0, 0, 0, 0, 0, 0, 0, 0, 0, 0, 0, 0, 0, 0, 0, 0,
0, 0, 0, 0, 0, 0, 0, 0, 0, 0, 0, 0, 0, 0, 0, 0,
0, 0, 0, 0, 0, 0, 119, 119, 119, 119, 0, 0, 0, 0, 0, 0,
0, 0, 0, 0, 119, 119, 119, 119, 119, 119, 119, 119, 0, 0, 0, 0,
0, 0, 0, 119, 119, 119, 119, 119, 119, 119, 119, 119, 119, 0, 0, 0,
0, 0, 119, 119, 119, 17, 17, 119, 119, 119, 119, 17, 17, 119, 0, 0,
0, 0, 119, 119, 17, 17, 17, 17, 119, 119, 17, 17, 17, 17, 0, 0,
0, 0, 119, 119, 17, 17, 34, 34, 119, 119, 17, 17, 34, 34, 0, 0,
0, 119, 119, 119, 17, 17, 34, 34, 119, 119, 17, 17, 34, 34, 119, 0,
0, 119, 119, 119, 119, 17, 17, 119, 119, 119, 119, 17, 17, 119, 119, 0,
0, 119, 119, 119, 119, 119, 119, 119, 119, 119, 119, 119, 119, 119, 119, 0,
0, 119, 119, 119, 119, 119, 119, 119, 119, 119, 119, 119, 119, 119, 119, 0,
0, 119, 119, 119, 119, 119, 119, 119, 119, 119, 119, 119, 119, 119, 119, 0,
0, 119, 119, 119, 119, 119, 119, 119, 119, 119, 119, 119, 119, 119, 119, 0,
0, 119, 119, 7, 119, 112, 119, 7, 7, 119, 112, 119, 7, 119, 119, 0,
0, 112, 7, 7, 0, 112, 112, 7, 7, 112, 112, 0, 7, 7, 112, 0,
0, 0, 0, 0, 0, 0, 0, 0, 0, 0, 0, 0, 0, 0, 0, 0,

} ;

int px[4] = {0, 0, 0, 0} ;
int vx[4] = { 11, 12, 14, 16 } ;
int cnt = 0 ;

void
setup()
{
int i;

delay(2500) ;
GD.begin() ;

GD.ascii() ;

h = m = s = 0 ;

GD.copy(RAM_SPRIMG, pacman_img, sizeof(pacman_img)) ;
GD.copy(RAM_SPRIMG, pacman_img, sizeof(pacman_img)) ;
GD.wr16(PALETTE16A+0, TRANSPARENT) ;
GD.wr16(PALETTE16A+2, RGB(255,255,255)) ;
GD.wr16(PALETTE16A+4, RGB(0, 0, 64)) ;
GD.wr16(PALETTE16A+14, RGB(255, 0, 0)) ;
GD.wr16(PALETTE16A+12, RGB(0, 192, 192)) ;
GD.wr16(PALETTE16A+10, RGB(255, 128, 128)) ;
GD.wr16(PALETTE16A+8, RGB(255, 160, 0)) ;

GD.fill(RAM_PIC+22*64, 1, 64) ;
GD.wr16(RAM_CHR+16*1+0, 0) ;
GD.wr16(RAM_CHR+16*1+2, 0) ;
GD.wr16(RAM_CHR+16*1+4, 0) ;
GD.wr16(RAM_CHR+16*1+6, 0x4001) ;
GD.wr16(RAM_CHR+16*1+8, 0x4001) ;
GD.wr16(RAM_CHR+16*1+10, 0) ;
GD.wr16(RAM_CHR+16*1+12, 0) ;
GD.wr16(RAM_CHR+16*1+14, 0) ;
GD.wr16(RAM_PAL+8*1+0, TRANSPARENT) ;
GD.wr16(RAM_PAL+8*1+2, RGB(255,255,0)) ;

GD.putstr(15, 17, "It's time for PacMan!") ;

for (i=0; i<4; i++)
px[i] = random(-16*16, 400*16) ;

}

void
loop()
{
char timebuf[9] ;
int i ;

for (;;) {
for (i=0; i<4; i++) {
px[i] += vx[i] ;
if (vx[i] >= 400*16)
px[i] -= 401 * 16 ;
}

cnt = cnt + 1 ;
if (cnt >= 16) cnt = 0 ;
f ++ ;
if (f >= 72) {
f = 0 ;
s++ ;
if (s >= 60) {
s = 0 ;
m ++ ;
if (m >= 60) {
m = 0 ;
h++ ;
if (h >= 24) h = 0 ;
}
}
}
GD.waitvblank() ;
for (i=0; i<4; i++)
GD.sprite(i, px[i]/16, 180-8, i, 4+2*(cnt >= 8), 0, 0) ;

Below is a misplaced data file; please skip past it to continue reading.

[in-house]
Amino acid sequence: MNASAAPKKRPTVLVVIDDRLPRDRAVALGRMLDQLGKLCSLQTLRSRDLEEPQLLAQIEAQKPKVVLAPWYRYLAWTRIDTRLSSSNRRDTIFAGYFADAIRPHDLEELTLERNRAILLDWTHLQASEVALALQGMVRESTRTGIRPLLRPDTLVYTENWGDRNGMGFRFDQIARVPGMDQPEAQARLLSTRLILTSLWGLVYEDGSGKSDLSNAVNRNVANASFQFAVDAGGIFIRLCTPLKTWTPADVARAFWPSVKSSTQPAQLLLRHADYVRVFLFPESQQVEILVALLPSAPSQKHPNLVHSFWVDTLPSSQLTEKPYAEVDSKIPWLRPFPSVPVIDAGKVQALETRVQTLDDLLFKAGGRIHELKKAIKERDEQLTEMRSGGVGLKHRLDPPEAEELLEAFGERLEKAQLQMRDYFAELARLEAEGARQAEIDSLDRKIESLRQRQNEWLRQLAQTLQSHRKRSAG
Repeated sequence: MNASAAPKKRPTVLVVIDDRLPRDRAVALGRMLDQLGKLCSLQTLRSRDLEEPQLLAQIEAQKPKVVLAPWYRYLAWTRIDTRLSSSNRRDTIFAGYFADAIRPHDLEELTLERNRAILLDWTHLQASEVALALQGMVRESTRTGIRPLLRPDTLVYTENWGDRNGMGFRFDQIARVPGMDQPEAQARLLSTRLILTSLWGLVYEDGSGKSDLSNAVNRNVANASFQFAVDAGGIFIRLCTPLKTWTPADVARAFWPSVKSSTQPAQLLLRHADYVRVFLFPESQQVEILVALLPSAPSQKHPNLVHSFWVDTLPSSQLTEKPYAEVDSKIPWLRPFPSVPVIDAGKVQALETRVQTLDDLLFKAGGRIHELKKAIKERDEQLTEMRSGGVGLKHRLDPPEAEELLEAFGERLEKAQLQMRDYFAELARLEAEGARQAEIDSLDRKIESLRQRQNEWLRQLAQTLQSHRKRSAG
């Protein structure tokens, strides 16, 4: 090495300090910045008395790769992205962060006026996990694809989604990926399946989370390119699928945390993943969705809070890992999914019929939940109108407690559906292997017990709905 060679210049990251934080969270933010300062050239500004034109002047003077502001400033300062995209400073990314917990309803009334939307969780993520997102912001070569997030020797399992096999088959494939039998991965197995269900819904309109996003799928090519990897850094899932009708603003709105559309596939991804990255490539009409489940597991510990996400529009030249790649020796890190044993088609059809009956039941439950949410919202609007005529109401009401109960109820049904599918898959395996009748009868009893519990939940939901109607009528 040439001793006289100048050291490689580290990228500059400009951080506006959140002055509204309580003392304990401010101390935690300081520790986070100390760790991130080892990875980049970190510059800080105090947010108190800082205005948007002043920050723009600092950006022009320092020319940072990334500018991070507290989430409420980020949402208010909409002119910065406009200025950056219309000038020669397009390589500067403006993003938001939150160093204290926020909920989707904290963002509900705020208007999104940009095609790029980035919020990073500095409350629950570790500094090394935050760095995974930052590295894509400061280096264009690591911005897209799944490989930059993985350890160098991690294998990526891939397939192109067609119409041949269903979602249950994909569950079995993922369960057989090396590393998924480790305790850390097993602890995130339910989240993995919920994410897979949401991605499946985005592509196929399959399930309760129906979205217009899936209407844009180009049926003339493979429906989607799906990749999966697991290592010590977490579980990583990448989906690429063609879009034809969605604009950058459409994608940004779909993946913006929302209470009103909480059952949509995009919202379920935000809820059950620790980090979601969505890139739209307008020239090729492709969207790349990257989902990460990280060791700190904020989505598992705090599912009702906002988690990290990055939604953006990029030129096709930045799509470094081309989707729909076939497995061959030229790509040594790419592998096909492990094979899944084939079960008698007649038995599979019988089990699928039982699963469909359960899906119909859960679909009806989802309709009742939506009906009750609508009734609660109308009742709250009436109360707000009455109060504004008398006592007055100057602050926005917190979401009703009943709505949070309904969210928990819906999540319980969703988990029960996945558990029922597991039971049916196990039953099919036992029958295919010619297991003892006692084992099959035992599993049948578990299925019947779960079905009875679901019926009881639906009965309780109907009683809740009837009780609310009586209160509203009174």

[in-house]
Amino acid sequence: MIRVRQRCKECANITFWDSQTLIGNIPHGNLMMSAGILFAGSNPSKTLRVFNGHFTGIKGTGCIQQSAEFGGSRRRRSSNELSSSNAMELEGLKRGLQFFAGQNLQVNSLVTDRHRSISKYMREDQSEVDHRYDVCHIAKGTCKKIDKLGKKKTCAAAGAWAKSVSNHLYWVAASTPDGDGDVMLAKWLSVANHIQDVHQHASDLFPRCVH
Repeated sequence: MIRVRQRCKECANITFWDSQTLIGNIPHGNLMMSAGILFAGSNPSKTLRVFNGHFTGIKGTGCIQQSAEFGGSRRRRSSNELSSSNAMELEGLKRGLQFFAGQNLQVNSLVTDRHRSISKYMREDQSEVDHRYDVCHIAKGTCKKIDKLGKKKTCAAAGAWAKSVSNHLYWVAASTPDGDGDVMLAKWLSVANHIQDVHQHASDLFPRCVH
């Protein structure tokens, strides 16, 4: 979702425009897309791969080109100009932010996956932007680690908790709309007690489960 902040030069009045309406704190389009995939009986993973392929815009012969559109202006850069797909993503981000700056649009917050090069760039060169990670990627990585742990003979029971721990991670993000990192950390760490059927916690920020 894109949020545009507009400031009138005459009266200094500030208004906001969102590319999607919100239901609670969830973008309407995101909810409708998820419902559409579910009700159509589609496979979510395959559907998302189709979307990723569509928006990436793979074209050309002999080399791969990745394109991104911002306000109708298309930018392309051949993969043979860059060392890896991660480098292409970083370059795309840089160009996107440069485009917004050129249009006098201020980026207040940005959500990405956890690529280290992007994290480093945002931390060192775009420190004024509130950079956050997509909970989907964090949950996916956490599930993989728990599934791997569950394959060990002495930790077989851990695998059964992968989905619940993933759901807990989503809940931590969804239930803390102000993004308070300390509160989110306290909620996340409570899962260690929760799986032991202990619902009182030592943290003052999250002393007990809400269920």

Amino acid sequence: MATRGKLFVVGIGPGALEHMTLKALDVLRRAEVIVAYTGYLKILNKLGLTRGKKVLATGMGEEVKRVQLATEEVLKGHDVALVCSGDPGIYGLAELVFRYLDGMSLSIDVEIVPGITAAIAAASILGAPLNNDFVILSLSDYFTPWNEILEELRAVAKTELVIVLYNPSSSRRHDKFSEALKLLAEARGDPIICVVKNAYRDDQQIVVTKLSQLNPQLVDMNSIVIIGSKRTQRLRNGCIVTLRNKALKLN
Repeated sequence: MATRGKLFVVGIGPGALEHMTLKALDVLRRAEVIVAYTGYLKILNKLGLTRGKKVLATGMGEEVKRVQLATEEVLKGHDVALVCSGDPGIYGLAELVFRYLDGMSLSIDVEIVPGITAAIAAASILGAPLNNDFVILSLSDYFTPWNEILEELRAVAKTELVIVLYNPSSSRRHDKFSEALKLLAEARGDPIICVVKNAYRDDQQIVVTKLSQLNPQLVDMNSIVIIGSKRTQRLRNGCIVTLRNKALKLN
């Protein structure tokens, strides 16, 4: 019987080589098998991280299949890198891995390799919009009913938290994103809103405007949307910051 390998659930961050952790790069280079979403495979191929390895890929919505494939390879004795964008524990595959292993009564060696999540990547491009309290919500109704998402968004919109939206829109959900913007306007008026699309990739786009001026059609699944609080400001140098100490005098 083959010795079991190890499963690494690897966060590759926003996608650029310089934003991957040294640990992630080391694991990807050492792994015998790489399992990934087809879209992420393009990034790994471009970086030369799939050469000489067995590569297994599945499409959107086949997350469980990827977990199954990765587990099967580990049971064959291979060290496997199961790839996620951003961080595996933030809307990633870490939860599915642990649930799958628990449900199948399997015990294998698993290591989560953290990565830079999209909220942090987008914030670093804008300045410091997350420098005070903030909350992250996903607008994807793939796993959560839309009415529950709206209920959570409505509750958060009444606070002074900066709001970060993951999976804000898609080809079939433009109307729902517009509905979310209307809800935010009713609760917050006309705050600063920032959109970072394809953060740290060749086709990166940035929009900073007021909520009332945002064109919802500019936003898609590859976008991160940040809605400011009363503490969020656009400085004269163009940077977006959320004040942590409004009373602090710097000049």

sprintf(timebuf, "%02d:%02d:%02d", h, m, s) ;
GD.putstr(21, 19, timebuf) ;
}
}

Filed under: Arduino, Gameduino 5 Comments
11Jun/110

Papilio – An Introductory FPGA Kit

My own explorations of FPGA have been, well, slow. Well, let's be truthful: since buying a BASYS-2 board, I have done little more than ensure that it powers up. But I'm still interested in FPGAs, and so I thought I'd draw attention to a board that I saw for the first time at the Maker Faire: the Papilio. For $50, you can get a cute little board with a 250K gate Xilinx FPGA on board (similar to the Gameduino, but it is an empty slate, upon which any design can be imposed, and it is meant to stand alone, not be chained to an Arduino). Expansion is provided via a series of "wings": little plugin boards (smaller than the traditional Arduino shields) that include things like a joystick interface and a VGA interface. For around $100, you can get Papilio and a set of wings that can enable you to recreate some of the classic arcade games like PacMan and Frogger.

FPGAs have a bit of a higher learning curve than something as simple as the Arduino, but ultimately much more powerful and flexible. Very cool, and at an attractive price point.

Papilio.

Filed under: FPGA No Comments
10Jun/111

Gameduino Programming Examples?

I am going to be trying to post some code examples and demos using the Gameduino over the next few weeks. I have an idea for a crazy little demo project that I should be able to hack together in a few hours. I'm curious though: who else has got one, and what are you implementing? Let's work on getting some examples and some inspiration. Try using the #gameduino hashtag on Twitter and letting us know about what you've accomplished. And let's share code too! Particularly for the slightly crazy FORTH microcode, which looks too fun for words.

Filed under: Arduino, Gameduino 1 Comment